Three Must-Read Posts for Mother’s Day If You’re an Adult Survivor of Emotional Child Abuse

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Advertisements on TV and the radio go over the top in portraying all mothers as idealized heroic women who did absolutely every single thing right.

Motherhood, however, is far more complex and grittier than those bleached versions of it. It’s a vocation that, when approached right, requires maternal sacrifice, encourages a selfless love from the mother, and fosters virtues in the family.

Motherhood is a special calling to live out the definition of love: “Love is patient, love is kind. It is not jealous, is not pompous, it is not inflated, it is not rude, it does not seek its own interests, it is not quick-tempered, it does not brood over injury. It does not rejoice over wrongdoing but rejoices with the truth. It bears all things, believes all things, hopes all things, endures all things. Love never fails.” (1 Corinthians 13:4-8)

Some mothers do their best to follow that definition. They can inspire us and present a type of motherhood that adult survivors can learn from to parent their own children.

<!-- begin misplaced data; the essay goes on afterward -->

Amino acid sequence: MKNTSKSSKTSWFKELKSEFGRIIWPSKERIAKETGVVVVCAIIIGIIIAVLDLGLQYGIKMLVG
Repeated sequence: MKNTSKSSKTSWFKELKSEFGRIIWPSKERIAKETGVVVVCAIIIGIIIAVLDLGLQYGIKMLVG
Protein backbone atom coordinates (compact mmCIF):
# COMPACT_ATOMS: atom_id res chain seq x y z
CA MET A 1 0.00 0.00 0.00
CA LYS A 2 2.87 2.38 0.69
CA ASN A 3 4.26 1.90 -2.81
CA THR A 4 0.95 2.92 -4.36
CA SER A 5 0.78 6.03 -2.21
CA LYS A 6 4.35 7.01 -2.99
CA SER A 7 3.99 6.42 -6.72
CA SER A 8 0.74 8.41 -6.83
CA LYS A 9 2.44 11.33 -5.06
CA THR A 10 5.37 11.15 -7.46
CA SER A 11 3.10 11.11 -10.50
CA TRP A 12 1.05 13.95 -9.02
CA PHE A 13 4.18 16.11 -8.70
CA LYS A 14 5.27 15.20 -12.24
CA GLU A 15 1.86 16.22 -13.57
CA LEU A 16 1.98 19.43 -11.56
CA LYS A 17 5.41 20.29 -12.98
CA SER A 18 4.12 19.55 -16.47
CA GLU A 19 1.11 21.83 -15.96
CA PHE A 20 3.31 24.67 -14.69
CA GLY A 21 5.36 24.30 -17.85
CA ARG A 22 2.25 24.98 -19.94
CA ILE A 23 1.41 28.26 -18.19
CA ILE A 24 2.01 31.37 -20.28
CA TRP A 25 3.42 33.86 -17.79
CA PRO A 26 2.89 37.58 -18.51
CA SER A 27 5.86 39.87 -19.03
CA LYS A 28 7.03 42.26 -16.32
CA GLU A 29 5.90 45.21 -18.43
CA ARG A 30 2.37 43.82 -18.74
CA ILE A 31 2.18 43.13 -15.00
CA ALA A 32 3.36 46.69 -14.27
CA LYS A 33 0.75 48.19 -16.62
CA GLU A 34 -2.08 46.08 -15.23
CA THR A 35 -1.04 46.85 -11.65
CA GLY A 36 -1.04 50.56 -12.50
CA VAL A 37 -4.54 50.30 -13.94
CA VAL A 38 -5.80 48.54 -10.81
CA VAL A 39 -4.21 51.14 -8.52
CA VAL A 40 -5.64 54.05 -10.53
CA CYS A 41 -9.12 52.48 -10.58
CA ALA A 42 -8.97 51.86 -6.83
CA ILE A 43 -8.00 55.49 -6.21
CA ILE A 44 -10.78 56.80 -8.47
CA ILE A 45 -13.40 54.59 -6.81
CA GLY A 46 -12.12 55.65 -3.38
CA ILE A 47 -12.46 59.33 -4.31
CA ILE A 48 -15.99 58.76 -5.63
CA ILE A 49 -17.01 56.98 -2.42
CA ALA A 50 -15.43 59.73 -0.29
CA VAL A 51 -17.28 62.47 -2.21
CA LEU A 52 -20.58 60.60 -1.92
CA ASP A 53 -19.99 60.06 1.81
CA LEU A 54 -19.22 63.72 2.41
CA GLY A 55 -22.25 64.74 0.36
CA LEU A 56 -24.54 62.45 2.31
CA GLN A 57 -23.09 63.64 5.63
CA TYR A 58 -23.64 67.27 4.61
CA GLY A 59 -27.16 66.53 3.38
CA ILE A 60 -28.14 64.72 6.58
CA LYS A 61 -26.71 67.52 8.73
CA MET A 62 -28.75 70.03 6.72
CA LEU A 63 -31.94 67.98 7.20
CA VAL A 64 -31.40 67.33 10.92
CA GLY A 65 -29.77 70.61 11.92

But then, some children were brought up with a broken version of the above or one that goes in the exact opposite of it.

The maternal love received by some children was impatient, was unkind. It was jealous, it was pompous. It was inflated and rude. It sought its own interest and was quick-tempered. It brooded over injury. It rejoiced over wrongdoing and despaired the truth. It bore nothing, believed nothing, hoped for nothing, and enduring nothing. That twisted version of love failed.

For those adult survivors of emotional child abuse, the upcoming Mother’s Day holiday can be incredibly difficult. So, on this day before the holiday, I offer these three articles from The Invisible Scar archives that cover different approaches to surviving (or ignoring) Mother’s Day.

Onward and upward.


Veronica Jarski is the founder and writer of The Invisible Scar, a passion project dedicated to raising awareness of emotional child abuse and its effects on adult survivors. She has extensive editorial experience and a bachelor’s degree in journalism. Her work has been featured on myriad online publications. She also is the author of an e-book about waking up to the realization that one had an emotionally abusive childhood.